Through a series of conversations, we will challenge the notion of criminalization through an intersectional lens. We will discuss the impact mass incarceration has had on womxn, but also broaden the conversation of criminalization to include the different ways womxn identities are oppressed. Note: Each conversation will have a different group and topic (ex. reproductive justice, trans women, etc.)

Speakers: Mariame Kaba, educator, organizer, and curator focused on transformative justice; Miyoshi Benton, Associate with the Women and Justice Project

Register to attend here

Call for action: engagée #6/7 “Radical Cities”

From our friends at engagée:

Cities are a place of repression, poverty and exploitation. Within the neoliberal order, cities labelled as smart are often laboratories of policing and control, racial profiling and state violence. And yet, cities are also a prefigurative space for political struggles and emancipatory practices. From the anarchist tradition to the social movements of the 20th century, the urban may be seen as a field for interventions because of its interconnected nature and the possibilities of building autonomous networks. It is therefore not a surprise that today citizens, activists and politicians are reformulating an interest in urban and local governing. Throughout Europe and beyond, we observe new forms of government at the municipal and city level, which are experimenting with democratic practices. These initiatives tackle corporate power and increase access to common goods like water, energy, housing and healthcare, as well as oppose privatisations, cuts in public services and the closure of borders. Continue reading

Why Your Mortgage Interest Deduction Might Be Bad Housing Policy

The home mortgage interest deduction is the largest federal housing subsidy in the United States. It is also, as the sociologist Matthew Desmond wrote in the New York Times Magazine, “what may very well be the most regressive piece of social policy in America.” Because this policy is an income tax deduction, it is most valuable to people in the highest income brackets—and in particular, to those who borrowed the most money in order to buy the very most expensive homes. That is an unusual way for a government to encourage the provision of housing.mortgage-deduction

How did we end up with this peculiar social policy? Who benefits from it? And why, given its apparent disadvantages, does it persist?

The Mortgage Tax Reform Working Group met on July 15, 2017 at the Urban Democracy Lab to discuss several new research projects in progress on these questions. Three research presentations guided the discussion. The authors, titles, and abstracts of these presentations were as follows:

Joshua McCabe, “The Road Not Taken: The Politics of Mortgage Tax Relief in the U.S. and U.K.”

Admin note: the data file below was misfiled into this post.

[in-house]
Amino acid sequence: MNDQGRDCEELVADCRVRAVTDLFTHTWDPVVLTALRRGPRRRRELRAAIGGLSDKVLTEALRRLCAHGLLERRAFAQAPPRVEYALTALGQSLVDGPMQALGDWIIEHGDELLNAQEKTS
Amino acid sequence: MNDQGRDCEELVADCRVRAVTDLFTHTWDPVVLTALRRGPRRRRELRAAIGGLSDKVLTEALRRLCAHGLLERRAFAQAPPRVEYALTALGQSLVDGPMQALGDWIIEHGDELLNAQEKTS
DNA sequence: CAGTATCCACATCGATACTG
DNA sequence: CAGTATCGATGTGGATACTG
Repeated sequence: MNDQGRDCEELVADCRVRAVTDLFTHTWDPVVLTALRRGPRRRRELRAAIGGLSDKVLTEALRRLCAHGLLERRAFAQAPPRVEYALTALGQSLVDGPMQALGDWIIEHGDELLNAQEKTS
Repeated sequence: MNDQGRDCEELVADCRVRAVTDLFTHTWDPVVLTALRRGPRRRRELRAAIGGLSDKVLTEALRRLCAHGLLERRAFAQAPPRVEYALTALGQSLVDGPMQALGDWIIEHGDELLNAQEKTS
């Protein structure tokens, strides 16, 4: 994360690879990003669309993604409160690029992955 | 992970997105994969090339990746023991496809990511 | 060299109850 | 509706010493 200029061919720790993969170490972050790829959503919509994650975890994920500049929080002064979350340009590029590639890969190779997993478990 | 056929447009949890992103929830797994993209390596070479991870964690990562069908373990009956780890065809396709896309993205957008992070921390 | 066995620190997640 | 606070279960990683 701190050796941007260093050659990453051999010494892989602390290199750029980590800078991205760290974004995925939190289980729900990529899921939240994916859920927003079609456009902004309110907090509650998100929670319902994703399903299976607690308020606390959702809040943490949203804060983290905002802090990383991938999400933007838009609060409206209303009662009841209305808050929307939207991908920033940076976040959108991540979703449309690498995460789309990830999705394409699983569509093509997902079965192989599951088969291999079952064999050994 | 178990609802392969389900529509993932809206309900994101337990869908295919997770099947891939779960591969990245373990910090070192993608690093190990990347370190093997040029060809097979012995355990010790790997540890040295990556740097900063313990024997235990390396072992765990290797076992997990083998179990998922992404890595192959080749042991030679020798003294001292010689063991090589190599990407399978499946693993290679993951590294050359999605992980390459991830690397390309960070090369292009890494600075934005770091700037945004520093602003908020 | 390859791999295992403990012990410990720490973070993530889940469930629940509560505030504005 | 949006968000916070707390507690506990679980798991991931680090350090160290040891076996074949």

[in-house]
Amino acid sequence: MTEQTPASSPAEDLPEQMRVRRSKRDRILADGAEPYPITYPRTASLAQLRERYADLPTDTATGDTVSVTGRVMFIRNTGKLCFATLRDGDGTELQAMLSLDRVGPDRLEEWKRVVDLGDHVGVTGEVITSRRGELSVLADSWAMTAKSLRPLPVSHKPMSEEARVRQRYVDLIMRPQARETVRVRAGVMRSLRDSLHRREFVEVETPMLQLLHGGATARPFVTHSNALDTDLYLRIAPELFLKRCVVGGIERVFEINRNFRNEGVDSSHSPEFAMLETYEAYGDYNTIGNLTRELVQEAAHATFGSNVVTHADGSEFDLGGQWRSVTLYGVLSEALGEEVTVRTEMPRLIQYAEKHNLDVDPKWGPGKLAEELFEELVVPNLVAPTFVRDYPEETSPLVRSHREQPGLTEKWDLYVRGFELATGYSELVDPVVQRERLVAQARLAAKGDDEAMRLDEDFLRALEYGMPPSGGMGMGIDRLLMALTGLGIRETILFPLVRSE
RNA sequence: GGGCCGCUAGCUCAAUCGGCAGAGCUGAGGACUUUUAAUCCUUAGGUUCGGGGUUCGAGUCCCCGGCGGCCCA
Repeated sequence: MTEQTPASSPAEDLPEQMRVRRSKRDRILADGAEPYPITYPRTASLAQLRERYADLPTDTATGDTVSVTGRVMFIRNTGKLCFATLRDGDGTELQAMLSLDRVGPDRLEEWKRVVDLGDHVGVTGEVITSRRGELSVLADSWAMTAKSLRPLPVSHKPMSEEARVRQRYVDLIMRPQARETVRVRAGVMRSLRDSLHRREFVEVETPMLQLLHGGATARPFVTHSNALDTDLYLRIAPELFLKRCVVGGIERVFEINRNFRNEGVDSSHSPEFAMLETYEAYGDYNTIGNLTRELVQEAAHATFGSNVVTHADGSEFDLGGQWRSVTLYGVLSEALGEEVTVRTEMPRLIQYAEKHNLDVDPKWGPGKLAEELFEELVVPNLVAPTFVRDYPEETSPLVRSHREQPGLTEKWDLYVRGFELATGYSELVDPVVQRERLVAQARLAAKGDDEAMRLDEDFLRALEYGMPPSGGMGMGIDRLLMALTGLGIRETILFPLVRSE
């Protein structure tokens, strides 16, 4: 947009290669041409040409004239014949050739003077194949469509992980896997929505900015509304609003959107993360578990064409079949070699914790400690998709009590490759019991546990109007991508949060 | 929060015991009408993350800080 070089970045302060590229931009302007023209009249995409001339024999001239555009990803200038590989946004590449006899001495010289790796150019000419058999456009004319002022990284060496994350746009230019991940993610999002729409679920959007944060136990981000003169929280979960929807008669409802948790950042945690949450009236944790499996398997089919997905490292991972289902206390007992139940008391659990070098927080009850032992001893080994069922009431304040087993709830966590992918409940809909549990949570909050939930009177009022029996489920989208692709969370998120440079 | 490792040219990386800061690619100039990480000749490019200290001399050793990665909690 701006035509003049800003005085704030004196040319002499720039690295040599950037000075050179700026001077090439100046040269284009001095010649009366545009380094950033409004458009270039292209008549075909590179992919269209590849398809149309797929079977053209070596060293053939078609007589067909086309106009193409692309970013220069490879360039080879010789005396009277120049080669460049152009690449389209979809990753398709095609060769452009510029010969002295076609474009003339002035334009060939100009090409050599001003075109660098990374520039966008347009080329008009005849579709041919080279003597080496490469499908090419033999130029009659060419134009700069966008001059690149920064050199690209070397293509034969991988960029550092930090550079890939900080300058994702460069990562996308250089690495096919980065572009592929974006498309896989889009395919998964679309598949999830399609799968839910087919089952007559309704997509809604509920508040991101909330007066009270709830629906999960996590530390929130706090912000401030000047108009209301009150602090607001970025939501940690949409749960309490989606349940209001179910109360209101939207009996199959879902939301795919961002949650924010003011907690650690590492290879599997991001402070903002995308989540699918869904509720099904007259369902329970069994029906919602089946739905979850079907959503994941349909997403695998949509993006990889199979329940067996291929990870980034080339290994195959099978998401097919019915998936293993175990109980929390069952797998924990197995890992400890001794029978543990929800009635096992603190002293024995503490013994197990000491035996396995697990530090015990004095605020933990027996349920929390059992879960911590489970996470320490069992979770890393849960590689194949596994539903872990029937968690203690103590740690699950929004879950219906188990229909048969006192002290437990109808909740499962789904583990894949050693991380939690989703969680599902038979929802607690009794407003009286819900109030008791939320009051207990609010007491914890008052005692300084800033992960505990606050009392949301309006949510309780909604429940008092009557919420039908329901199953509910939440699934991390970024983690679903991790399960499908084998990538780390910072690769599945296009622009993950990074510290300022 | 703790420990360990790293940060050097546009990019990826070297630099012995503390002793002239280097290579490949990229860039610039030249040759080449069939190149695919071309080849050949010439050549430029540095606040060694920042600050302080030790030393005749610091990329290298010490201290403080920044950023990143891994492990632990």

Abstract:

Both the U.S. and the U.K. introduced tax deductions for (mortgage) interest paid as part of their original income tax legislation. Whereas the home mortgage interest deduction (HMID) has come to be seen as an untouchable “third rail” in American politics, the British government quietly eliminated mortgage interest relief (MIR) in 2000. This paper traces the divergence in outcomes to the 1970s with an emphasis on the interaction between institutions and policy sequence. The 1974 decision of British policymakers to place a nominal cap on MIR led to substantial erosion in the inflationary decade that followed. This weakened political support, allowing successive governments to actively reduce and eliminate it between 1991 and 2000. The structure of American political institutions prevented policymakers from successfully placing a nominal cap on HMID until 1987, at which point inflation was back under control. As a result, the political cost of directly attacking HMID remains strong until this day.

Monica Prasad, “The Problem of the Wellesley Democrat.”

Abstract:

Contrary to popular perception, it is not impossible to reform the Home Mortgage Interest Deduction (HMID).  Congress has done so on at least two occasions.  The first section of this paper briefly discusses these two episodes in the context of several failed attempts to reform the HMID over the last half-century. One conclusion from this overview is that Democrats have in fact been able to reform the HMID when they have chosen to try. The second section then considers why Democrats may not be particularly interested in HMID reform today, asking whether this is because—as some commentators have speculated–demographic and partisan changes have led to a situation in which HMID reform would affect Democratic constituencies more than Republican ones.  Wellesley, Massachusetts, is an example of the kind of constituency that traditionally supports Democrats, but would be hardest hit by HMID reform. We use polling data and state and county-level analysis of election results to answer this question, but reach conflicting results: there is indeed a strong negative correlation between housing prices and Republican voting, at both state and county level.  But polls do not show income having an effect on respondents’ attitudes to HMID.